‘De-Greening’ of the central Sahara|Interview with Dr. Philipp Hoelzmann, Michèle Dinies and Dr. Jörg Linstädter

‘De-Greening’ of the central Sahara|Interview with Dr. Philipp Hoelzmann, Michèle Dinies and Dr. Jörg Linstädter

‘De-Greening’ of the central Sahara|Interview with Dr. Philipp Hoelzmann, Michèle Dinies and Dr. Jörg Linstädter


„‘De-Greening’ of the central Sahara: Holocene environmental dynamics in the Tibesti Mountains and the Ounianga Basin, Chad„ is the title of the presentation of Dr. Philipp Hoelzmann (FU), Michèle Dinies (FU/DAI) and Dr. Jörg Linstädter (DAI). The paper will be presented at the postponed conference „Ground Check – Cultural Heritage and Climate Change. In the interview the researchers give us some insight into their research.

Today the Sahara is the world’s largest hot desert, but during early and mid-Holocene a green Sahara facilitated cultural interactions. Shifts in paleoecology affected the subsistence strategies of the inhabitants. The Tibesti and its forelands in northern Chad is a key region for human transit during the ‘De-Greening’ of the mid- and late-Holocene because of their position and diversity of ecological habitats. 

Could you tell us what your joint research is about?

New high resolution continuous records of continental North Africa allow a detailed reconstruction of vegetation changes and lake history for the last 10.000 years. Based on the new geochemical as well as spatio-temporal ecological data we explore the role of climate as a driver in subsistence change.

Yoa lake, Chad
Drilling on Yoa lake in the region of Ounianga, Chad | © Stefan Kröpelin.

What cultural connections existed during the “green” and “de-greening” phases in the Central Sahara?

Linstädter: Very little is known about the cultural entanglements of this area and this time. So the question will be tackled within the interdisciplinary DFG Priority Programme “Entangled Africa” where different projects work on similar time slices (roughly the last 6000 years) but in different regions and from different scientific viewpoints – such as archaeological and natural sciences.

Dr. Philipp Hoelzmann, Michèle Dinies, Dr. Jörg Linstädter
Dr. Philipp Hoelzmann sampling sediments from Tibetsi | Palynologis Michèle Dinies examines samples at the DAI laboratory | Prof. Jörg Linstädter, Scientific director TANA and coordinator of Entangled Africa|© Foto: Linstädter|Newton|Linstädter.

Sounds like a quite complex task! Could you tell us a little bit more about ‘Entangled Africa’?

Linstädter: With the project we aim to explore intra-African relations and networks. The focus is on the transfer of objects and knowledge as well as the mobility of people and the mechanisms and motivations behind these processes. We try to critically question national research traditions and European perspectives. It is our goal to develop new perspectives for joint archaeological research in Africa in close cooperation with our African partner institutions.

In your research you study climate as a driver in subsistence change. How did the inhabitants adapt to the climate induced changes in their lives?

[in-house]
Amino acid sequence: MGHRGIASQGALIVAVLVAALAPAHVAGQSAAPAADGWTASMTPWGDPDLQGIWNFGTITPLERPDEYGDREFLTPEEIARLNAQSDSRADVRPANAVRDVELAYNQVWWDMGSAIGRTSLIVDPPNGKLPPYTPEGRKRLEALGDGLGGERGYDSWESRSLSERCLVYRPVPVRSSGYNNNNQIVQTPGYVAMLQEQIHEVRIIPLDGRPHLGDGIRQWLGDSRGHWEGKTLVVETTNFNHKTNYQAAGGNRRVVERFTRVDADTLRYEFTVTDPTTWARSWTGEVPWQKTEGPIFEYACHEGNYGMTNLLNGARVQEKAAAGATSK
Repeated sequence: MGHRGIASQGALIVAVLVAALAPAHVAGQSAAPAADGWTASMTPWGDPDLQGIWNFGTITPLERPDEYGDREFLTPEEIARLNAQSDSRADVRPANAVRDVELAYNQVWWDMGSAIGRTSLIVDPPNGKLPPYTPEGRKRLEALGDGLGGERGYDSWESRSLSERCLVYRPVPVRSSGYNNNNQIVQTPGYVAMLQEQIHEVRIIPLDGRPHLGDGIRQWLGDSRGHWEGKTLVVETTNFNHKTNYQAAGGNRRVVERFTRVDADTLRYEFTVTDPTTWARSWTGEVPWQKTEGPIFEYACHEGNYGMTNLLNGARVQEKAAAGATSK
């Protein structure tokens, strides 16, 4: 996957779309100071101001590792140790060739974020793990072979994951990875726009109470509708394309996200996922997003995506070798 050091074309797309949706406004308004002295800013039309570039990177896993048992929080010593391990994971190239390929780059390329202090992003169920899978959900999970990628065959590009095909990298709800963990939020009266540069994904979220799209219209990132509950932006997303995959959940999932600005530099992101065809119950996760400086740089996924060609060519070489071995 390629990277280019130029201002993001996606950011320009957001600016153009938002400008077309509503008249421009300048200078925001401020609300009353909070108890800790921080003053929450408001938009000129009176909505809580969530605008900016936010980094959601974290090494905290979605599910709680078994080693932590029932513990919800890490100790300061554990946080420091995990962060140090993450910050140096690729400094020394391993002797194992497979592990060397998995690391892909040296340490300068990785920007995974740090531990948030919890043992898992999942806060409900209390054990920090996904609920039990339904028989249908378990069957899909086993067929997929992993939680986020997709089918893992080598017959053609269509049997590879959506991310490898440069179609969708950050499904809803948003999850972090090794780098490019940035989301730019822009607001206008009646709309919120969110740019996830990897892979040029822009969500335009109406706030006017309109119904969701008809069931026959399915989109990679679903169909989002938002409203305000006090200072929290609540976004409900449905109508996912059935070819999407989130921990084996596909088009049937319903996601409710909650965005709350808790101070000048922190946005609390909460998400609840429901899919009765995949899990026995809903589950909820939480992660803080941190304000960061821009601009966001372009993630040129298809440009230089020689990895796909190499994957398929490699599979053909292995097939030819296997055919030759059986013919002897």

Hoelzmann: We could show in NW Sudan that inhabitants adapted to landscapes changes in such that they avoided areas that were occupied by lakes during humid phases but entered these areas when the lakes segmented into smaller lakes and the region became traversable. Also, their economies adapted and distinguishable settlement periods were identified.

Dinies: I would like to add, that it has to be considered as a long term adaption. During the first millennia oasis inhabitants relied on (predominantly) diverse native plant species. The emblematic date palm however only was imported when hyperarid conditions already had established – perhaps as a consequence of now other desert communication networks. It’s what we are investigating right now.

What do we know about the development of agriculture in oases?

Dinies: The mid- to late-Holocene stepwise De-Greening of the Sahara resulted in oasis formation. During these millennia native useful plants were available and presumably used and fostered. The today dominating oasis agriculture in the Saharan-Arabian belt is based on date palms which only were introduced when the Central Sahara was hyper arid.

Era Kohor crater, Chad
Descending into the Era Kohor crater, Tibesti Mountains, Chad|© Stefan Kröpelin.

Did Saharan high altitude landscapes and mountainous ecosystems react different from the Saharan plains during climate changes?

Hoelzmann: In general, high altitudes are most sensitive to climatic changes. Early to mid-Holocene lakes in high altitudes witness more humid conditions, but high altitude ecosystems did not change dramatically. High altitudes in the Central Sahara thus persisted as ‘reliable’ continuous (biotic) resources for humans and built a strong contrast to the Central Saharan plains where distinct ecosystem changes occurred.

This interview was conducted via email.

The speakers would like to thank the rest of their team: Dr. Reinder Neef (DAI), Prof. Dr. Martin Melles, Dr. Volker Wennrich and Dr. Stefan Kröpelin (Universität Köln).

For more information about the conference „Ground Check – Cultural Heritage and Climate Change“ visit our website.

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“Ground Check – Cultural Heritage and Climate Change” is supported by:


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